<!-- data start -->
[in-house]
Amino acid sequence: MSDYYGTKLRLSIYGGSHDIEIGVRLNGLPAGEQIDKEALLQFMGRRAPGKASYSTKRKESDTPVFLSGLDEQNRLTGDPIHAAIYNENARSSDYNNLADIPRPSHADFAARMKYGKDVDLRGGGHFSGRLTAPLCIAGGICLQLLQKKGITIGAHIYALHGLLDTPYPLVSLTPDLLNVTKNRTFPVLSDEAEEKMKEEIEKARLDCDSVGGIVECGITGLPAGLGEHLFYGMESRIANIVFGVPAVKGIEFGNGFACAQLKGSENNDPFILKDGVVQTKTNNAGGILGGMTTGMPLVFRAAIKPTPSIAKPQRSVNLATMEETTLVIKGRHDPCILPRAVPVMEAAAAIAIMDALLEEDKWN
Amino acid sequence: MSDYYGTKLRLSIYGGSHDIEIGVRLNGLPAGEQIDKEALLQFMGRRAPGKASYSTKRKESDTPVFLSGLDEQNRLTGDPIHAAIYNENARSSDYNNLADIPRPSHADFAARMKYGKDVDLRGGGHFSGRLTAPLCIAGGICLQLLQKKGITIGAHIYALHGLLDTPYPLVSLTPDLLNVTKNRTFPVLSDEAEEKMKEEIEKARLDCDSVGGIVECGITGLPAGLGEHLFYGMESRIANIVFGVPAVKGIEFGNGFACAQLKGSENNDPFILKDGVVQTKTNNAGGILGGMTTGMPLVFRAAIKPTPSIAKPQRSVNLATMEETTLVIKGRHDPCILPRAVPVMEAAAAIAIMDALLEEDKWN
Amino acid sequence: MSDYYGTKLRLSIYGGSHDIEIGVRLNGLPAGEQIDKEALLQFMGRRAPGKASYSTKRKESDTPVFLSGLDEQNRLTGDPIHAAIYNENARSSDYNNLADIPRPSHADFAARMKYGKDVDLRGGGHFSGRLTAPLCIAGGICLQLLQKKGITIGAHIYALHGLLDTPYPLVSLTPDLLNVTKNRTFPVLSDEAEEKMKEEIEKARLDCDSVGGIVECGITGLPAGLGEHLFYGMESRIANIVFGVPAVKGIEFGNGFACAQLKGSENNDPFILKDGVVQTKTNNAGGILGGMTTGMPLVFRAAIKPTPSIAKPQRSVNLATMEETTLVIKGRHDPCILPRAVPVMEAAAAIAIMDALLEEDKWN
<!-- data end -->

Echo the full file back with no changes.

[in-house]
Amino acid sequence: MSDYYGTKLRLSIYGGSHDIEIGVRLNGLPAGEQIDKEALLQFMGRRAPGKASYSTKRKESDTPVFLSGLDEQNRLTGDPIHAAIYNENARSSDYNNLADIPRPSHADFAARMKYGKDVDLRGGGHFSGRLTAPLCIAGGICLQLLQKKGITIGAHIYALHGLLDTPYPLVSLTPDLLNVTKNRTFPVLSDEAEEKMKEEIEKARLDCDSVGGIVECGITGLPAGLGEHLFYGMESRIANIVFGVPAVKGIEFGNGFACAQLKGSENNDPFILKDGVVQTKTNNAGGILGGMTTGMPLVFRAAIKPTPSIAKPQRSVNLATMEETTLVIKGRHDPCILPRAVPVMEAAAAIAIMDALLEEDKWN
Amino acid sequence: MSDYYGTKLRLSIYGGSHDIEIGVRLNGLPAGEQIDKEALLQFMGRRAPGKASYSTKRKESDTPVFLSGLDEQNRLTGDPIHAAIYNENARSSDYNNLADIPRPSHADFAARMKYGKDVDLRGGGHFSGRLTAPLCIAGGICLQLLQKKGITIGAHIYALHGLLDTPYPLVSLTPDLLNVTKNRTFPVLSDEAEEKMKEEIEKARLDCDSVGGIVECGITGLPAGLGEHLFYGMESRIANIVFGVPAVKGIEFGNGFACAQLKGSENNDPFILKDGVVQTKTNNAGGILGGMTTGMPLVFRAAIKPTPSIAKPQRSVNLATMEETTLVIKGRHDPCILPRAVPVMEAAAAIAIMDALLEEDKWN
Amino acid sequence: MSDYYGTKLRLSIYGGSHDIEIGVRLNGLPAGEQIDKEALLQFMGRRAPGKASYSTKRKESDTPVFLSGLDEQNRLTGDPIHAAIYNENARSSDYNNLADIPRPSHADFAARMKYGKDVDLRGGGHFSGRLTAPLCIAGGICLQLLQKKGITIGAHIYALHGLLDTPYPLVSLTPDLLNVTKNRTFPVLSDEAEEKMKEEIEKARLDCDSVGGIVECGITGLPAGLGEHLFYGMESRIANIVFGVPAVKGIEFGNGFACAQLKGSENNDPFILKDGVVQTKTNNAGGILGGMTTGMPLVFRAAIKPTPSIAKPQRSVNLATMEETTLVIKGRHDPCILPRAVPVMEAAAAIAIMDALLEEDKWN